A video of Sydney South West City Council workers mixing recycling and general rubbish in the same garbage truck has sparked outrage among residents.
But the waste industry says there’s a simple reason why it’s happening, with a simple solution – and residents are partly to blame.
“The problem has been caused by local governments imposing unsafe working hours,” Tony Khoury, executive director of the Waste Contractors and Recyclers Association of NSW, told news.com.au.
“And the reason they impose unsafe working hours is because they get insignificant noise complaints from residents who don’t want collections to take place at the safest time – which is 2 a.m. morning, 3 am, 4 am are the safest times to collect trash and recycle from these streets.
He said in many places “they don’t allow us to start until 7 am”.
“It’s just ridiculous,” he said. “Children go to school, people go to meetings. This becomes a real safety issue for the driver, the rider behind the truck, members of the public.
Earlwood’s mother, Pia Coyle, spotted the Canterbury-Bankstown Council garbage collectors emptying the contents of yellow and red street bins into the same lorry and filmed a video, which was posted by The Sydney Morning Herald Thursday.
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Ms Coyle told the newspaper that the council should have informed residents if it could not empty the red and yellow bins separately – and that most people would have been willing to walk their bins a short distance to the main road, if they could be picked up by a bigger truck.
“Recycling is very important to me and I want my kids to learn the right thing to do,” she said.
Other residents also described witnessing the same thing.
“Why do I separate my recycling from my general waste when [the collectors] come mix it all up again? a resident wrote on social media along with a photo of the same truck, the newspaper reported.
Another added that it had “been happening for ages”.
Mr Khoury told news.com.au the problem was that many areas of the city center with narrow lanes and roads could only be accessed with a rear forklift, which only collects one type of waste, as opposed to a side loader.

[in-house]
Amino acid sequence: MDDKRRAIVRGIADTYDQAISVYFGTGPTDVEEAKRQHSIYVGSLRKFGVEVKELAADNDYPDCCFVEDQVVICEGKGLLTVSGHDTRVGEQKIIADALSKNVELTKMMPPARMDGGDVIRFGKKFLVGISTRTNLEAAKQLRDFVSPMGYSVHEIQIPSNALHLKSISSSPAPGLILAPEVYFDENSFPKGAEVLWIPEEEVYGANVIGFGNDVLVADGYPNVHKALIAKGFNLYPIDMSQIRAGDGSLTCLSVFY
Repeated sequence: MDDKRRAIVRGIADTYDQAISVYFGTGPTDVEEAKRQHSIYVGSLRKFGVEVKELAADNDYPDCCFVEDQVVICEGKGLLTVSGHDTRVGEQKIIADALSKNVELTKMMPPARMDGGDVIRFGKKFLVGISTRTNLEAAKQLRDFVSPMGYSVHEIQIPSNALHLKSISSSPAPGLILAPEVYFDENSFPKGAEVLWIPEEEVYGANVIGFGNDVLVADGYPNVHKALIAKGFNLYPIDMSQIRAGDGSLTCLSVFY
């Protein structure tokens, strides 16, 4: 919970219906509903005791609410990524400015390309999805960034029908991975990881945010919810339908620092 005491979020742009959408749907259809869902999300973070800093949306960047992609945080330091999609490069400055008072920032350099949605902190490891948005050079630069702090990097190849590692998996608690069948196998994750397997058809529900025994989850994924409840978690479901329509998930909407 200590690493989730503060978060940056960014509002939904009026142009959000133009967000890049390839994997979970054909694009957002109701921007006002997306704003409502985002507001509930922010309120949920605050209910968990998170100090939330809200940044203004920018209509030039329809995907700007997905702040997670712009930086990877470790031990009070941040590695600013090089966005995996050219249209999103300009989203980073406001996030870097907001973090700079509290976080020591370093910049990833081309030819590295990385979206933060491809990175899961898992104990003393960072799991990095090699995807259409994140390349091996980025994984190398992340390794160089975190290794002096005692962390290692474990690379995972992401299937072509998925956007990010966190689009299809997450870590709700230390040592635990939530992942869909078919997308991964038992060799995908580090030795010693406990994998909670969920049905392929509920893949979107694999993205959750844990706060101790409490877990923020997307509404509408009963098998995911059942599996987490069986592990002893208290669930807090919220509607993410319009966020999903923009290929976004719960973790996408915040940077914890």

“Rather than sending out two trucks and doubling the risk to the safety of workers and members of the public, the work is being done by one truck,” he said.
“It’s not new, it’s ongoing [in some councils].”
Mr Khoury, whose members own 95 per cent of the equipment used in NSW’s waste industry, said if the councils ‘allowed the safest weather possible, consideration could be given to using a lorry for waste and one for recycling”.
“But then the council has to deal with noise complaints,” he said.
“I’m a bit above that – our industry doesn’t create garbage. We’re here to collect and transport them, but we have to do it in the safest way possible. You have been asked to do a job, but a hand is tied behind your back.
Ideally, he said, all litter and recycling collection “should be allowed at the safest time possible” determined by a risk assessment, not the council setting arbitrary hours based on noise complaints.
He noted that in 2018 a grandmother died after being hit by a garbage truck on Sydney’s northern beaches.
“We are talking about serious real-life fatal implications if we get it wrong,” he said.
There are around 18,000 full-time, part-time and casual workers in the NSW waste industry.
Canterbury-Bankstown Mayor Khal Asfour said in a statement to news.com.au that he shared some residents’ frustrations and had called for a comprehensive review of the council’s waste management operations.
“Absolutely, this is an issue that I take very seriously,” he said.
“That’s why I’ve asked council staff to undertake a comprehensive review of our waste management operations. But I want to point out that this does not happen all over the city, but in a handful of hard-to-reach streets. It’s about public safety and our biggest trucks accessing narrow streets with cars parked on either side.
Mayor Asfour added that when council was made aware of the issues, staff worked with the community to resolve them.
“In some cases residents have asked council to put up no parking signs so lorries can have proper access and in other cases residents have carried wheelie bins to the end of their street “, did he declare.
“Obviously there are still some problem areas and if the review means changes need to be made, I will leave no stone unturned to fix that.”
However, other councils which deal with narrow streets, including Inner West Council and Waverley Council, said The Sydney Morning Herald they didn’t have the same problem with the size of the trucks and didn’t mix waste with recycling.
Suzanne Toumbourou, chief executive of the Australian Council of Recycling, said she would describe the video as ‘aberrant behaviour’ and that ‘I imagine, knowing the councils I engage with, they would be appalled at this approach “.
“They would also likely be horrified at what it might mean in terms of the confidence with which households engage in their recycling systems,” she said.
“I certainly hope this doesn’t shed light on the expectations of the community. From a recycling perspective, this is the last thing the industry wants to see. »
In 2017, a major ban by China on importing waste from other countries – allegedly for “recycling” – plunged local industry into crisis, as almost half of the metal, plastic, paper and Australian cardboard had been shipped there.
Ms Toumbourou said Australian recycling technology had “come a long way, especially in recent years – we have become strong recyclers”.
“We need to support community confidence in the results of recycling,” she said.